Best Books of 2016 – Historical Fiction!

The sub-genre of historical fiction was jumpingly energetic in 2016, full of authors taking chances with standard narrative frameworks and voices, profitably complicating standard reader sympathies, and importing varying doses of fantasy to blur and quicken the factual underpinnings (this was the year that saw, for instance, the story of doomed Lady Jane Grey turned into a fantasy-infused YA romp). Once upon a time, this kind of genre-bending inventiveness might have offended the sensibilities of purists (myself included) who for years had judged historical fiction by its fidelity to historical fact. But it’s tough to stay irritated with stylistic innovations that can give rise to books like Mason & Dixon or Wolf Hall, and the unpredictability of it all is enticing too. Hence the occasional oddball on my list of the ten best historical novels of the year:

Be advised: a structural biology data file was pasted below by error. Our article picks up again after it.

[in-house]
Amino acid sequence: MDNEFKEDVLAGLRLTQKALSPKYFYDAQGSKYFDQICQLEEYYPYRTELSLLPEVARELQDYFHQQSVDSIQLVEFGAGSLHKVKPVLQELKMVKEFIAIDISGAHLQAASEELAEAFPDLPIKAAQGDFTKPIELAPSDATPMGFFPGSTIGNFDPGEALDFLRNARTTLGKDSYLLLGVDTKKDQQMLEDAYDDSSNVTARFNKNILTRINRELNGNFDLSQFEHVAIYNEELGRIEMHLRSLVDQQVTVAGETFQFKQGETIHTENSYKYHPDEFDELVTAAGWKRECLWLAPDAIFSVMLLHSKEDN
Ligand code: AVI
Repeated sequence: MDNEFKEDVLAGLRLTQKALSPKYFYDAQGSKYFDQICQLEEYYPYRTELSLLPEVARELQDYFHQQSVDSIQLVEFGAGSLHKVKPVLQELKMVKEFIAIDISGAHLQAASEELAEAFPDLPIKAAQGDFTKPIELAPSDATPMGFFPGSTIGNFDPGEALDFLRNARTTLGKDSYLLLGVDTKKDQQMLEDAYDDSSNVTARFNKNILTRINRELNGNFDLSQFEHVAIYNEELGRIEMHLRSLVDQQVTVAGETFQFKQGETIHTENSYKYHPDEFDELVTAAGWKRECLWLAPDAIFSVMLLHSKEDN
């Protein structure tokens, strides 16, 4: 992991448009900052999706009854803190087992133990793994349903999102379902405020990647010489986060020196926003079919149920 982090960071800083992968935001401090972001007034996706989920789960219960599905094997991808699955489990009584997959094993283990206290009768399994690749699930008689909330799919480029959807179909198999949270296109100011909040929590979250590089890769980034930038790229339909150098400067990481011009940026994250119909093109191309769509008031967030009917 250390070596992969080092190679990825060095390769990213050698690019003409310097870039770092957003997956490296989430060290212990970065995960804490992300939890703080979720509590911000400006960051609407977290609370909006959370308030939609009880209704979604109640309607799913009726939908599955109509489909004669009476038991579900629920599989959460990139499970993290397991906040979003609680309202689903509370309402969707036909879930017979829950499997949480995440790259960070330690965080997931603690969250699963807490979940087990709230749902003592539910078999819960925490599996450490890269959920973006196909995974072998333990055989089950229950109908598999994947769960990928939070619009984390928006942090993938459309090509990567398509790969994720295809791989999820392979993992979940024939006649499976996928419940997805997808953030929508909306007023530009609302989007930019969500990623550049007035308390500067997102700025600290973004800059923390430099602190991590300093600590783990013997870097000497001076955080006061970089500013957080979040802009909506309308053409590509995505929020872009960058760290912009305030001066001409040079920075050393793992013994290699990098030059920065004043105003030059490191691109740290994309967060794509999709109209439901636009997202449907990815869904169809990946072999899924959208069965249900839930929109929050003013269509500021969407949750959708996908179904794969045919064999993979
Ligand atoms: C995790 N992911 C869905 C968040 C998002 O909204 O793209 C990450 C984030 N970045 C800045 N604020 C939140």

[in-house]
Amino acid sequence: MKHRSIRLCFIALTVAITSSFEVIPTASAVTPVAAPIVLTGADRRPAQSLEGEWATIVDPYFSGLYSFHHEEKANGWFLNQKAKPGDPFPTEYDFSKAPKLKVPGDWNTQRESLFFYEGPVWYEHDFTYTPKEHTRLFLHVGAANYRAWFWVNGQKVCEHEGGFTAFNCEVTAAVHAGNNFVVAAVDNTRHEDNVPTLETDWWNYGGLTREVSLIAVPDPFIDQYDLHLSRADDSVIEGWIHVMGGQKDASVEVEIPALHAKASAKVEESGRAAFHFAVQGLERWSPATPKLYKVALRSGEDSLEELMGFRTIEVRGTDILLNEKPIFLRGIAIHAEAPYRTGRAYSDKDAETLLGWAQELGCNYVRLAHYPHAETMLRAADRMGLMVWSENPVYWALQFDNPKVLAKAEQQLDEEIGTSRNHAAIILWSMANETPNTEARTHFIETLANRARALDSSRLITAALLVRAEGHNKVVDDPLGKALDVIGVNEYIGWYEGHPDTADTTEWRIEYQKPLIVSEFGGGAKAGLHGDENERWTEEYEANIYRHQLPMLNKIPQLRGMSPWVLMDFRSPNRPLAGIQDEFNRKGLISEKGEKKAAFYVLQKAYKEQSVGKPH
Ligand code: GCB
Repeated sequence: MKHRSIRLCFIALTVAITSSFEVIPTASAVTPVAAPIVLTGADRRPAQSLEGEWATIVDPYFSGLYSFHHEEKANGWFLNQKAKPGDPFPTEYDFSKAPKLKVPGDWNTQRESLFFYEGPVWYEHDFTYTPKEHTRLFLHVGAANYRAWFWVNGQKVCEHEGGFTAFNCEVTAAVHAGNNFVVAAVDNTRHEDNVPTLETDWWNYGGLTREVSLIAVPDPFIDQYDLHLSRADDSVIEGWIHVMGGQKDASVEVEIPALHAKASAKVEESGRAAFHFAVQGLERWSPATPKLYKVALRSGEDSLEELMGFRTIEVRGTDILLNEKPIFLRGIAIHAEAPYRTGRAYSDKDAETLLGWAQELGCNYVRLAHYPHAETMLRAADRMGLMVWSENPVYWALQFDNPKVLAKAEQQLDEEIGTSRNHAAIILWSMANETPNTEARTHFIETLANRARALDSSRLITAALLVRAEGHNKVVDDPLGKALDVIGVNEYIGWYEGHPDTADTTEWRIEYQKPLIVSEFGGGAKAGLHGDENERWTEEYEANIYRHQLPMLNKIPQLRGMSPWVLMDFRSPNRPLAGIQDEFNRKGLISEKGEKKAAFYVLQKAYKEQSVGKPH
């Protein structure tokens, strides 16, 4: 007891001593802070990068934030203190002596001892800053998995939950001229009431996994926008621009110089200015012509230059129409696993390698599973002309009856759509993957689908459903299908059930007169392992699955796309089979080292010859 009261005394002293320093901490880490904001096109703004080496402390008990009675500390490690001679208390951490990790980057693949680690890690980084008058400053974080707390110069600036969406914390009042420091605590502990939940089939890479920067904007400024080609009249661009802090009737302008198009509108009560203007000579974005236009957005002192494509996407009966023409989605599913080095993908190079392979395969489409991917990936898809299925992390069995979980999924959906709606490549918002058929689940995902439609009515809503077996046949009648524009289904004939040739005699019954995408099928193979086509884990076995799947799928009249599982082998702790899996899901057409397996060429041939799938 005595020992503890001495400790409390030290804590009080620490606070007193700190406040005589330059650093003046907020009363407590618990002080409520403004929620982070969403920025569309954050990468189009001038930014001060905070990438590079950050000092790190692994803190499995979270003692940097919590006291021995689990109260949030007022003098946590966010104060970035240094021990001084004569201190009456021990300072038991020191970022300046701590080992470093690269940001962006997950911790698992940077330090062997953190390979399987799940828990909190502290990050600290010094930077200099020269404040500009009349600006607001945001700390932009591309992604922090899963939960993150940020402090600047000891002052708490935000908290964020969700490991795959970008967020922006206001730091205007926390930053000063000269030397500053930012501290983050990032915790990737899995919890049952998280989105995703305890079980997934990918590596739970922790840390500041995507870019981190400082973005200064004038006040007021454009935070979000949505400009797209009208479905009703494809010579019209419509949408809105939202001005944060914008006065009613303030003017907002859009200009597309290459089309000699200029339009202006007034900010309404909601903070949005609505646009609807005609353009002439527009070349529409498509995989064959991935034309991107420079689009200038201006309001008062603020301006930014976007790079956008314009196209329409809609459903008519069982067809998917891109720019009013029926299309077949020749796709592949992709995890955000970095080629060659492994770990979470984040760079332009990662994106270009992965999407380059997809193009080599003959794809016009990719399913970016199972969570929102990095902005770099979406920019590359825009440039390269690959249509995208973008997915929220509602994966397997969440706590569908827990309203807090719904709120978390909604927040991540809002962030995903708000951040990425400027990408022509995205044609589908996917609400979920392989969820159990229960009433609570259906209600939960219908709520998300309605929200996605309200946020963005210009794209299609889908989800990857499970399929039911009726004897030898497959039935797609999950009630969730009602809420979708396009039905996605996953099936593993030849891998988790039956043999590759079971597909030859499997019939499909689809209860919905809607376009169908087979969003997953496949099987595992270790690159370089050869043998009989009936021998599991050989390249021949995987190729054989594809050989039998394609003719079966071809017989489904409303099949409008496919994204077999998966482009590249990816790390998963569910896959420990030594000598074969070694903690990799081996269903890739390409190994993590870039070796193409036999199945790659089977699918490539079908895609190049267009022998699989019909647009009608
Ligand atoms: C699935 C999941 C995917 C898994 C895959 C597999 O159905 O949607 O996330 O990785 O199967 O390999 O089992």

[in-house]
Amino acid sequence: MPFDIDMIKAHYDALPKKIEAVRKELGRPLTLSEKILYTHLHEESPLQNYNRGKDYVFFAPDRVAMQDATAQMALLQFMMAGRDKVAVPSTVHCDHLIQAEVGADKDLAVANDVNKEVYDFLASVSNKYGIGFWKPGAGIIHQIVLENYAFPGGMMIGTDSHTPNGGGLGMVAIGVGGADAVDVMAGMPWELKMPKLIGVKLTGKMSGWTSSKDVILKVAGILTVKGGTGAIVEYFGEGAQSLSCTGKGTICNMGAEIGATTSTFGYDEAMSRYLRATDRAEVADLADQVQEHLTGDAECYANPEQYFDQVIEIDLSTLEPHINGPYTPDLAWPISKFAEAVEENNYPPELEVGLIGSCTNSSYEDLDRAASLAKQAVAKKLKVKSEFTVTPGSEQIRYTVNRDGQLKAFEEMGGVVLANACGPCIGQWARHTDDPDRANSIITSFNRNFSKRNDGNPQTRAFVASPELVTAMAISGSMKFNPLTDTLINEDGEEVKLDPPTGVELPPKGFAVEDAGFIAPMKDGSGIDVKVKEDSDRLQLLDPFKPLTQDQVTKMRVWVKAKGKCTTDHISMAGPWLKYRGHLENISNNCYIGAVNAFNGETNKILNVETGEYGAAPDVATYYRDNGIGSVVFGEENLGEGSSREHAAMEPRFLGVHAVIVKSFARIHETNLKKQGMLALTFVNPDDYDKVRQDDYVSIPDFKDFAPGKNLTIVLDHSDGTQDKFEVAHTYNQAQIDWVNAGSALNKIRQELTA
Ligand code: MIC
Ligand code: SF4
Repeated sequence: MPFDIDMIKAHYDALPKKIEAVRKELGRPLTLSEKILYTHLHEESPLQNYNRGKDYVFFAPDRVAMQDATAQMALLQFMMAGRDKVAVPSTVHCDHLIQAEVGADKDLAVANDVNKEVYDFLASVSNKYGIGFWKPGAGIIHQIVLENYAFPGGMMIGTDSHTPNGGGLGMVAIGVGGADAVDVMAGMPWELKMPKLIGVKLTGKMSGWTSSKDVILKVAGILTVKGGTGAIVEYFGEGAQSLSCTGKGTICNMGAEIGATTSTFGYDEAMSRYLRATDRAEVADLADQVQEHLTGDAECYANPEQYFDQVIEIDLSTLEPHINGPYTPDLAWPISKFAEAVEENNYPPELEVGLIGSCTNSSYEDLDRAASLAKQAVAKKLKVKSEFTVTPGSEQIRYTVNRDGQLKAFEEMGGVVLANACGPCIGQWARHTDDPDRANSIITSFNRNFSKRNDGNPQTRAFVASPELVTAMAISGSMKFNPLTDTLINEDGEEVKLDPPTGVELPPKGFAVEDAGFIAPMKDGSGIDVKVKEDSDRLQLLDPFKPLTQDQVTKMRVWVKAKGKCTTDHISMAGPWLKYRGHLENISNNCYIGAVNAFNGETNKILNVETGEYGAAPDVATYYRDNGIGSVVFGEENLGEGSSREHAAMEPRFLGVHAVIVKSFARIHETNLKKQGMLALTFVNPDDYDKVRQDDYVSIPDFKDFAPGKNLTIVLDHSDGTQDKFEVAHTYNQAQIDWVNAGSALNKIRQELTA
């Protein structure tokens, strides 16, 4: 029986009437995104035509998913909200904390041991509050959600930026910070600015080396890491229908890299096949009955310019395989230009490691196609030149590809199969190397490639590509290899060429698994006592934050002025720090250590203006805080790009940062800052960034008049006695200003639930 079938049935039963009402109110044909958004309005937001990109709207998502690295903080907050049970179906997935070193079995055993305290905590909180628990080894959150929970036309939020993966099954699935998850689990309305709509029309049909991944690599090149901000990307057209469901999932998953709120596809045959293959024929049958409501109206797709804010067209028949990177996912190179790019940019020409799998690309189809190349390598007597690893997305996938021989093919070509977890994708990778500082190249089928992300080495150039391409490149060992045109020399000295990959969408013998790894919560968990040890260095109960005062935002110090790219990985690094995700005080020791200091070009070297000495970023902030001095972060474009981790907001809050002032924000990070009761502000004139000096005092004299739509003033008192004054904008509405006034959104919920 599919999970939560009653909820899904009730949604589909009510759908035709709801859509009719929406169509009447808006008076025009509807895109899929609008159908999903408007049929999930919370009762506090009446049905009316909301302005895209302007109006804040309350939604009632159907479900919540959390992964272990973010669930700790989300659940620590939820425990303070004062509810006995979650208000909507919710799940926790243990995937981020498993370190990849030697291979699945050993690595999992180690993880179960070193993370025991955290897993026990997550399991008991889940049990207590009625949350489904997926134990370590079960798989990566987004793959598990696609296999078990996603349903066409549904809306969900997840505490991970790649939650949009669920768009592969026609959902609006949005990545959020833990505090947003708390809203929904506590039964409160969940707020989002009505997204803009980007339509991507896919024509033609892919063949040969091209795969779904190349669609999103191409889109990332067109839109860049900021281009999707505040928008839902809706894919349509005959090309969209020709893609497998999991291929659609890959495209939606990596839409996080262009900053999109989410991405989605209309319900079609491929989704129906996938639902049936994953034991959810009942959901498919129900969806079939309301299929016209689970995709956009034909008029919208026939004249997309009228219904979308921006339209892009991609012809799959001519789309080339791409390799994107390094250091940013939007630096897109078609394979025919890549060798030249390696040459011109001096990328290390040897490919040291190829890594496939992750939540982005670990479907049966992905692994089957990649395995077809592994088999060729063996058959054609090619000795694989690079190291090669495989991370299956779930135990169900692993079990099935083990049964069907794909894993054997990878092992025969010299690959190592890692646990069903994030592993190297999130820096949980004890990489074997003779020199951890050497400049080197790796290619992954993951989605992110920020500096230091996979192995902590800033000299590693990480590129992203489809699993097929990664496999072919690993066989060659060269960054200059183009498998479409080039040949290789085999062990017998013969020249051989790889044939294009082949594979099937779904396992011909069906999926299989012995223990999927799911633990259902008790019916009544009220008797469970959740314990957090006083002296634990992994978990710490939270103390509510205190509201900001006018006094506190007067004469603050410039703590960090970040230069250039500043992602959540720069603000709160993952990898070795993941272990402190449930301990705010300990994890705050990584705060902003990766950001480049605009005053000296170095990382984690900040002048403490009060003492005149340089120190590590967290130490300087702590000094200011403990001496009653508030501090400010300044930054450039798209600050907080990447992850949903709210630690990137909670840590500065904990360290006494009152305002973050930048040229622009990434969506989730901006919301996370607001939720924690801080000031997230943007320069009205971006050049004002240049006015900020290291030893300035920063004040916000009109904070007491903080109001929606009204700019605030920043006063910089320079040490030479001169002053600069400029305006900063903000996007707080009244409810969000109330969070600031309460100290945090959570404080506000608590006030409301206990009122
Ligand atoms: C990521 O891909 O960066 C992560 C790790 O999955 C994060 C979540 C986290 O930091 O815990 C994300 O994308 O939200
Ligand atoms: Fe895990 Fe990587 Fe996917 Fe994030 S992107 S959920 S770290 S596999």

death-of-shakespeare10. The Death of Shakespeare, As It Was Accomplished in 1616 & The Causes Thereof by Jon Benson (Nedward LLC) – Benson’s whopping big debut novel is very firmly in the anti-Stratfordian camp of those who maintain William Shakespeare’s famous plays were written by somebody else. In this case the candidate is the Earl of Oxford, and with more verve and sheer detail than has ever been crammed into a novel on the subject before, Benson, you’ll pardon the term, dramatizes just how and why the world’s most famous imposture was pulled off. The author also published a nonfiction companion to his magnum opus, and it’s mighty enjoyable too – but this one’s got more derring-do!margaret-the-first